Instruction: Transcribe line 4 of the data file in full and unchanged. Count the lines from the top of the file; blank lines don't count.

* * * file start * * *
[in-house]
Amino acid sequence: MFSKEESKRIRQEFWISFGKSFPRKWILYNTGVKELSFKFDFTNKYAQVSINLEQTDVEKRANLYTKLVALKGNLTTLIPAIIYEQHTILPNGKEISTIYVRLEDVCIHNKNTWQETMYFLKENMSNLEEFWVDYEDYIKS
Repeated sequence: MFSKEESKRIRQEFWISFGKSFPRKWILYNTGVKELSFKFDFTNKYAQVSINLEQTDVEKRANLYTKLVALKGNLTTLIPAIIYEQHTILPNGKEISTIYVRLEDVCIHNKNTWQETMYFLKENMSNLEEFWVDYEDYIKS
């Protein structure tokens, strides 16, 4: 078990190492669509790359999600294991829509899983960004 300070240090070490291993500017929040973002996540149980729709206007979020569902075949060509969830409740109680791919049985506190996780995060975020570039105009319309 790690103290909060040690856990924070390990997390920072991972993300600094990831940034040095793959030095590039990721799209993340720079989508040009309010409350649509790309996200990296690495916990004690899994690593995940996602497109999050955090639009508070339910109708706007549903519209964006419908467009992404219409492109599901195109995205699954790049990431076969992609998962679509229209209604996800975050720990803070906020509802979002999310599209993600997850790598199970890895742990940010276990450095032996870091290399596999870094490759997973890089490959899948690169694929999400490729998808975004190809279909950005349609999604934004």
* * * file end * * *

């Protein structure tokens, strides 16, 4: 078990190492669509790359999600294991829509899983960004 300070240090070490291993500017929040973002996540149980729709206007979020569902075949060509969830409740109680791919049985506190996780995060975020570039105009319309 790690103290909060040690856990924070390990997390920072991972993300600094990831940034040095793959030095590039990721799209993340720079989508040009309010409350649509790309996200990296690495916990004690899994690593995940996602497109999050955090639009508070339910109708706007549903519209964006419908467009992404219409492109599901195109995205699954790049990431076969992609998962679509229209209604996800975050720990803070906020509802979002999310599209993600997850790598199970890895742990940010276990450095032996870091290399596999870094490759997973890089490959899948690169694929999400490729998808975004190809279909950005349609999604934004």